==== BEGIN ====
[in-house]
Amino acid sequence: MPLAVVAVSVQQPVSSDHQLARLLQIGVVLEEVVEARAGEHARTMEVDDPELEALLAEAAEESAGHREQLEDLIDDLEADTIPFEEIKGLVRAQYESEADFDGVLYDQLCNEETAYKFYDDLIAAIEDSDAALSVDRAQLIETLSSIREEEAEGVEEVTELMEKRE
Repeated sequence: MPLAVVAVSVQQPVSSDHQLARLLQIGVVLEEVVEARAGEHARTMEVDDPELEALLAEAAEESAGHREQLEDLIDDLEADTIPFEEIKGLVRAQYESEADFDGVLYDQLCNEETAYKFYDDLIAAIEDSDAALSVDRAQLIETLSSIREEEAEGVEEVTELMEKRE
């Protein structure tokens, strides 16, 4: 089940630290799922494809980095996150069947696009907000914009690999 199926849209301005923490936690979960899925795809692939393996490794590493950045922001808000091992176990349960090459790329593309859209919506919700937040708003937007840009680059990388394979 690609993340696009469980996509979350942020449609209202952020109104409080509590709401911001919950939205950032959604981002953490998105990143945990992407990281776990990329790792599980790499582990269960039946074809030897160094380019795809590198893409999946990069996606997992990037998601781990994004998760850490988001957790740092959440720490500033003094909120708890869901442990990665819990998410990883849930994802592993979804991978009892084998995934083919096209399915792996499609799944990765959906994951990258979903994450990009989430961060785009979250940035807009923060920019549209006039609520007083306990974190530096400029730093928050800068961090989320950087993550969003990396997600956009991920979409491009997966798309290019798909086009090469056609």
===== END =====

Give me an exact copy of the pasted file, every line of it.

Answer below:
[in-house]
Amino acid sequence: MPLAVVAVSVQQPVSSDHQLARLLQIGVVLEEVVEARAGEHARTMEVDDPELEALLAEAAEESAGHREQLEDLIDDLEADTIPFEEIKGLVRAQYESEADFDGVLYDQLCNEETAYKFYDDLIAAIEDSDAALSVDRAQLIETLSSIREEEAEGVEEVTELMEKRE
Repeated sequence: MPLAVVAVSVQQPVSSDHQLARLLQIGVVLEEVVEARAGEHARTMEVDDPELEALLAEAAEESAGHREQLEDLIDDLEADTIPFEEIKGLVRAQYESEADFDGVLYDQLCNEETAYKFYDDLIAAIEDSDAALSVDRAQLIETLSSIREEEAEGVEEVTELMEKRE
């Protein structure tokens, strides 16, 4: 089940630290799922494809980095996150069947696009907000914009690999 199926849209301005923490936690979960899925795809692939393996490794590493950045922001808000091992176990349960090459790329593309859209919506919700937040708003937007840009680059990388394979 690609993340696009469980996509979350942020449609209202952020109104409080509590709401911001919950939205950032959604981002953490998105990143945990992407990281776990990329790792599980790499582990269960039946074809030897160094380019795809590198893409999946990069996606997992990037998601781990994004998760850490988001957790740092959440720490500033003094909120708890869901442990990665819990998410990883849930994802592993979804991978009892084998995934083919096209399915792996499609799944990765959906994951990258979903994450990009989430961060785009979250940035807009923060920019549209006039609520007083306990974190530096400029730093928050800068961090989320950087993550969003990396997600956009991920979409491009997966798309290019798909086009090469056609």